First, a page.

Brain and spinal cord tumours account for around 26% of all juvenile malignancies. That makes them the second most prevalent malignancy in children. There are many forms of brain and spinal cord tumours, and therapy and prognosis vary for each.


The majority of childhood brain cancers begin in the cerebellum and brain stem. They may cause:

  • Headaches
  • Nausea
  • Vomiting
  • Blurred
  • Double vision
  • Vertigo
  • Seizures
  • Difficulty walking


Tumours of the spinal cord are less prevalent than brain tumours in children and adults.


Neuroblastoma begins in early types of nerve cells. These are in an embryo or foetus that is developing. Neuroblastomas constitute roughly 6% of childhood malignancies. This malignancy is in newborns and young children. It is uncommon in youngsters above the age of 10.


The tumour can begin anywhere. But it typically starts in the abdomen, where it causes swelling. Additionally, it can cause symptoms such as bone pain and fever.


Wilms’ Tumour

Wilms’ tumour (also known as nephroblastoma) is a type of kidney cancer. It is most prevalent in children between three and four years old. It is uncommon in older children and adults. It can manifest as a bulge or lump in the abdomen.


Occasionally, a child may exhibit other symptoms, such as:

  • Fever
  • Discomfort
  • Nausea
  • Poor appetite


Wilms’ tumour makes up around 5% of childhood malignancies.


Lymphomas start in the following regions:

  • Immune system cells called lymphocytes
  • Lymph nodes
  • Lymph tissues, such as the tonsils or thymus
  • Bone marrow
  • Other organs


Depending on where cancer originates, symptoms may include:

  • Weight loss
  • Fever
  • Night
  • Day sweats
  • Exhaustion
  • Lumps beneath the skin in the neck, armpit, or groin area


Hodgkin lymphoma (also known as Hodgkin’s disease) and non-Hodgkin lymphoma are the two primary kinds of lymphoma. Both forms are in both children and adults.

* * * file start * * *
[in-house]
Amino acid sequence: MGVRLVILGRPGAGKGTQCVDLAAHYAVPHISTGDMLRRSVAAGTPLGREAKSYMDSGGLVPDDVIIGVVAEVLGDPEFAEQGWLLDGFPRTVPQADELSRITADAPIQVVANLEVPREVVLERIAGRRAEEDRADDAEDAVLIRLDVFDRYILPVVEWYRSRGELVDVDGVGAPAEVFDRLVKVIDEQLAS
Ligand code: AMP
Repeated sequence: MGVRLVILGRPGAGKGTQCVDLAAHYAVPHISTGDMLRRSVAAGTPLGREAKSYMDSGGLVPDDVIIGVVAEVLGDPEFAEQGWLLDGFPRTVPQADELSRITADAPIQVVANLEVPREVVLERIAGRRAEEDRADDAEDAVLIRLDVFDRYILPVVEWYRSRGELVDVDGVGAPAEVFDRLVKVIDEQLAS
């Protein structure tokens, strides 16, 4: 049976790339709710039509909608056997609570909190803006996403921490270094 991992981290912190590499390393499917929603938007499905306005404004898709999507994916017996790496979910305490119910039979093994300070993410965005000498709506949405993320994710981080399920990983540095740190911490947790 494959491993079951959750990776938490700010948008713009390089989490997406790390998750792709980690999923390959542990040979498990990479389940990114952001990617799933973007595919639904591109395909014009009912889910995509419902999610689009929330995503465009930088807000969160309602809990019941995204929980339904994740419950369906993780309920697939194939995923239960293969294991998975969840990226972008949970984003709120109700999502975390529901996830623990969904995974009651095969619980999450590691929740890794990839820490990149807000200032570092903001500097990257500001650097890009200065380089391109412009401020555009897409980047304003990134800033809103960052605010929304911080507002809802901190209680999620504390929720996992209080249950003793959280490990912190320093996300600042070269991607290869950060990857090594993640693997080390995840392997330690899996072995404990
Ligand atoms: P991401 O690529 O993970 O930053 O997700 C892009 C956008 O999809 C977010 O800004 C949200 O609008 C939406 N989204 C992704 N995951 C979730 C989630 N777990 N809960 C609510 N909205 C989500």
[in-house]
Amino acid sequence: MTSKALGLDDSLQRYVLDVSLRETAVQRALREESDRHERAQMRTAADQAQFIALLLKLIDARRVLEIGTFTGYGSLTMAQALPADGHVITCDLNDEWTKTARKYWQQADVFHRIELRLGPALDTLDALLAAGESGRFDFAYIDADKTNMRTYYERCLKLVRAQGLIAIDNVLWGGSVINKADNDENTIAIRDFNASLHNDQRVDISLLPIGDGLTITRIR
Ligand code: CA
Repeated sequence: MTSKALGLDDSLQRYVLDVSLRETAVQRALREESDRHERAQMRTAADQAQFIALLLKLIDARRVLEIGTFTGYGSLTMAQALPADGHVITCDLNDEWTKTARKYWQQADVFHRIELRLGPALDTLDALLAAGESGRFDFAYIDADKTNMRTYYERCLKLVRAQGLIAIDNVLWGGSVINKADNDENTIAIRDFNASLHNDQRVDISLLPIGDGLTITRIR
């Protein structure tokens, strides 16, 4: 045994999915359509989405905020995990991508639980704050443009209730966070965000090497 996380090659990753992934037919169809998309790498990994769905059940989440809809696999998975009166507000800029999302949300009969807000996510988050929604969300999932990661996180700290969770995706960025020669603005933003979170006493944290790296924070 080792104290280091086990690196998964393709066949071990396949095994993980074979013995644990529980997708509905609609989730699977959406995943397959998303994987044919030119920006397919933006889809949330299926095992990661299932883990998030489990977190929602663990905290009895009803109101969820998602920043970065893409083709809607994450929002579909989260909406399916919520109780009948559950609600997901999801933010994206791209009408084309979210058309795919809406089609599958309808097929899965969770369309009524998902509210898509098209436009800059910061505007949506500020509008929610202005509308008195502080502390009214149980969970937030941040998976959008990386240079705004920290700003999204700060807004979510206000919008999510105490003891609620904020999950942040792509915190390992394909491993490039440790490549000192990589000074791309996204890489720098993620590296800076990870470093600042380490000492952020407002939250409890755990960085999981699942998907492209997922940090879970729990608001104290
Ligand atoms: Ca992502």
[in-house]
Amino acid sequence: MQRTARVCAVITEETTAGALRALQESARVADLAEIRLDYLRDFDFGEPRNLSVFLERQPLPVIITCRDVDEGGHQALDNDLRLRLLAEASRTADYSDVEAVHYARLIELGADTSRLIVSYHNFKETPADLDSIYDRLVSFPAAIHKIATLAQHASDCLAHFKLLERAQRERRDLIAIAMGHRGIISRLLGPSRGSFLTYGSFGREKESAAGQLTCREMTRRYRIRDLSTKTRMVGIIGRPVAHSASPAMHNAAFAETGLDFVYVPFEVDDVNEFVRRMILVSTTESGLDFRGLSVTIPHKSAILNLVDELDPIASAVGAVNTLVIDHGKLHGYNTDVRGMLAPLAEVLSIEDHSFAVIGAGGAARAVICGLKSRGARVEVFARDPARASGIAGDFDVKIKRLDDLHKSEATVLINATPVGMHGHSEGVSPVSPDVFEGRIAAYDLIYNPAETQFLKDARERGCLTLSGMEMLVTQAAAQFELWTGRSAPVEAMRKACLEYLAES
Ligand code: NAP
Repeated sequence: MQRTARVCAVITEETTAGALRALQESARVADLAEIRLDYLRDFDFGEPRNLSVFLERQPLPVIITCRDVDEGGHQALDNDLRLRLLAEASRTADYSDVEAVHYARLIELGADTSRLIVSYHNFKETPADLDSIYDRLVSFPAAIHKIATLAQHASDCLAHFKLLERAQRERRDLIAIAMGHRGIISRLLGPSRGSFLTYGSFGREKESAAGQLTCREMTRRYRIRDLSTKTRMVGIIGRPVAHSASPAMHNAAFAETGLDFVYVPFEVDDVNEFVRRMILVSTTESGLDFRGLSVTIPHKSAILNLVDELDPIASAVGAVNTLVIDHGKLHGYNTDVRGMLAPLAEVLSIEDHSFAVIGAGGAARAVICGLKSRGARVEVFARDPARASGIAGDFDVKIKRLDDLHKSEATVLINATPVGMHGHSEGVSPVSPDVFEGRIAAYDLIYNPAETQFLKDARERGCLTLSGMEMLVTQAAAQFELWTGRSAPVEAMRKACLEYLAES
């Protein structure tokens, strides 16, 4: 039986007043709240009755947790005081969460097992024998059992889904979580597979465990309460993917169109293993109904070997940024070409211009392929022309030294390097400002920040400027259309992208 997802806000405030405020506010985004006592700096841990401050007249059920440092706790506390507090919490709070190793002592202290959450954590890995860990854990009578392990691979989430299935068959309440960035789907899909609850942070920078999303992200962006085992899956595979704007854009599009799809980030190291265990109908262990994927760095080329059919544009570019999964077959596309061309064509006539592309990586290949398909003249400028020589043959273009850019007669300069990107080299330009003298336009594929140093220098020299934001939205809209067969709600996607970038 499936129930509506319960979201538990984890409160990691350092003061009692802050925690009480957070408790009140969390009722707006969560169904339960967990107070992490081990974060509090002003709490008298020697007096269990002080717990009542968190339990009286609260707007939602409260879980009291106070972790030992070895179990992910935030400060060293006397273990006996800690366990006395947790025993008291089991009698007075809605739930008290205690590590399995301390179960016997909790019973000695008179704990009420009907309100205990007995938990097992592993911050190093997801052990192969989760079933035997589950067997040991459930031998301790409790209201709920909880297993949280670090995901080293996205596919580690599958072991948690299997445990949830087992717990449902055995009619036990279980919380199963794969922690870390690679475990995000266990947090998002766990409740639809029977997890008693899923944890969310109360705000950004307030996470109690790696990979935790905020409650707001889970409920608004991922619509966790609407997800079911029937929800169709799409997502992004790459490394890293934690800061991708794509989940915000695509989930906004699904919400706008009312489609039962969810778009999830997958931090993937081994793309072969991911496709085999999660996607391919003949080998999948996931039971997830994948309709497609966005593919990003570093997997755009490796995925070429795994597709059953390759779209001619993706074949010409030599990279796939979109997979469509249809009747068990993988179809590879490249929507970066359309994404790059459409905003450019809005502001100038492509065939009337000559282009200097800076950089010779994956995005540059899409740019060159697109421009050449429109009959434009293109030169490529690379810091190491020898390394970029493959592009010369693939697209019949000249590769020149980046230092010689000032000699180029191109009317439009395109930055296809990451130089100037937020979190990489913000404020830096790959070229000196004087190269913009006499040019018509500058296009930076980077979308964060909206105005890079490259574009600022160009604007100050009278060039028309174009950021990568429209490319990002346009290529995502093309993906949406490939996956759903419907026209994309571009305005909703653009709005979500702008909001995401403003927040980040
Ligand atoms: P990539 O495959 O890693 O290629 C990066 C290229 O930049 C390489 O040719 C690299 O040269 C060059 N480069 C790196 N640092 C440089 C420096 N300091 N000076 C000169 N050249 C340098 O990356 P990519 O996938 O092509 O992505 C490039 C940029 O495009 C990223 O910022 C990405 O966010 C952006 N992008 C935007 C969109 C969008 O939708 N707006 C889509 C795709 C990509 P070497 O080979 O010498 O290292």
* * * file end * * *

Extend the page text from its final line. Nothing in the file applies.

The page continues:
Hodgkin lymphoma represents around 3% of childhood malignancies. But it is more prevalent in early adulthood (often in the 20s) and late adulthood (after age 55). Hodgkin lymphoma is uncommon in children under five years old.


Non-Hodgkin lymphoma accounts for around 6% of childhood malignancies.


It is more common in children under the age of three. These tumours frequently progress rapidly in children and need intensive treatment. But they also tend to react better to treatment than most adult non-Hodgkin lymphomas.

Introducing Affinity Junior

Early cancer detection is critical, particularly in the case of childhood cancers. So, Affinity Junior provides affordable healthcare for your children with cost-effective health coverage.


The unique feature of the Affinity Junior plan is that the policy covers only your children. For more information on Affinity Junior, click here.


Learn More: Top 10 Cancer Myths Debunked

About Affinity Health

Affinity Health is the leading provider of affordable medical insurance in South Africa. Members enjoy access to a network of healthcare providers. We have designed healthcare products to protect you and your family when it matters the most. We strive to give our clients peace of mind and the highest standard of service. For more information, follow us on FacebookTwitter, and Instagram.